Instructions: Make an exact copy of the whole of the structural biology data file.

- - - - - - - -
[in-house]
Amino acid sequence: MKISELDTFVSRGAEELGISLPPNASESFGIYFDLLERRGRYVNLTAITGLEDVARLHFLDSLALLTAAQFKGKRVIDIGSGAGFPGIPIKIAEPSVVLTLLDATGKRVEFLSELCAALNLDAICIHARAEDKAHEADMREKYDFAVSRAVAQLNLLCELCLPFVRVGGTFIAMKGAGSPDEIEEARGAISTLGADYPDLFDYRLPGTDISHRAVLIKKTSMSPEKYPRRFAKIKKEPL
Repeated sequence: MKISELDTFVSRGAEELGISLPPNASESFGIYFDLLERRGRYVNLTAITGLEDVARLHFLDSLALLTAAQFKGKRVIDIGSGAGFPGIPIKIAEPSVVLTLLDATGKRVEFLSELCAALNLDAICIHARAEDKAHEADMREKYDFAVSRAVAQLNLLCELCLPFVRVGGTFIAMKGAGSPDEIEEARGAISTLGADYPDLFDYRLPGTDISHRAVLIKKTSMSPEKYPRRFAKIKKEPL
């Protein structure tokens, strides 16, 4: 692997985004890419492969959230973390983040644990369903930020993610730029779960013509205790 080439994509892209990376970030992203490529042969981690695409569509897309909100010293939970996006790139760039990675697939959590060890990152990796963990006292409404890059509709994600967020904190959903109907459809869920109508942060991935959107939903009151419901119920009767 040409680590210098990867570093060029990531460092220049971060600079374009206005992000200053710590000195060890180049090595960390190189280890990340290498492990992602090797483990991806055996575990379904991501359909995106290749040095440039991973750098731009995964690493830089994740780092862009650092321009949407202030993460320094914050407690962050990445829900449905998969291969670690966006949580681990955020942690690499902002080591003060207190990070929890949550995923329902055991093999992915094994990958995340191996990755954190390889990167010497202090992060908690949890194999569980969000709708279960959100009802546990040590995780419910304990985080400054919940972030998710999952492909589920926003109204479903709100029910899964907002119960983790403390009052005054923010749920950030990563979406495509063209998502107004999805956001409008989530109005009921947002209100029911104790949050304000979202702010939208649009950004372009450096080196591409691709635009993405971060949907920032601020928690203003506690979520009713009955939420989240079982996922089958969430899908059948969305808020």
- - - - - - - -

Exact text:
[in-house]
Amino acid sequence: MKISELDTFVSRGAEELGISLPPNASESFGIYFDLLERRGRYVNLTAITGLEDVARLHFLDSLALLTAAQFKGKRVIDIGSGAGFPGIPIKIAEPSVVLTLLDATGKRVEFLSELCAALNLDAICIHARAEDKAHEADMREKYDFAVSRAVAQLNLLCELCLPFVRVGGTFIAMKGAGSPDEIEEARGAISTLGADYPDLFDYRLPGTDISHRAVLIKKTSMSPEKYPRRFAKIKKEPL
Repeated sequence: MKISELDTFVSRGAEELGISLPPNASESFGIYFDLLERRGRYVNLTAITGLEDVARLHFLDSLALLTAAQFKGKRVIDIGSGAGFPGIPIKIAEPSVVLTLLDATGKRVEFLSELCAALNLDAICIHARAEDKAHEADMREKYDFAVSRAVAQLNLLCELCLPFVRVGGTFIAMKGAGSPDEIEEARGAISTLGADYPDLFDYRLPGTDISHRAVLIKKTSMSPEKYPRRFAKIKKEPL
């Protein structure tokens, strides 16, 4: 692997985004890419492969959230973390983040644990369903930020993610730029779960013509205790 080439994509892209990376970030992203490529042969981690695409569509897309909100010293939970996006790139760039990675697939959590060890990152990796963990006292409404890059509709994600967020904190959903109907459809869920109508942060991935959107939903009151419901119920009767 040409680590210098990867570093060029990531460092220049971060600079374009206005992000200053710590000195060890180049090595960390190189280890990340290498492990992602090797483990991806055996575990379904991501359909995106290749040095440039991973750098731009995964690493830089994740780092862009650092321009949407202030993460320094914050407690962050990445829900449905998969291969670690966006949580681990955020942690690499902002080591003060207190990070929890949550995923329902055991093999992915094994990958995340191996990755954190390889990167010497202090992060908690949890194999569980969000709708279960959100009802546990040590995780419910304990985080400054919940972030998710999952492909589920926003109204479903709100029910899964907002119960983790403390009052005054923010749920950030990563979406495509063209998502107004999805956001409008989530109005009921947002209100029911104790949050304000979202702010939208649009950004372009450096080196591409691709635009993405971060949907920032601020928690203003506690979520009713009955939420989240079982996922089958969430899908059948969305808020």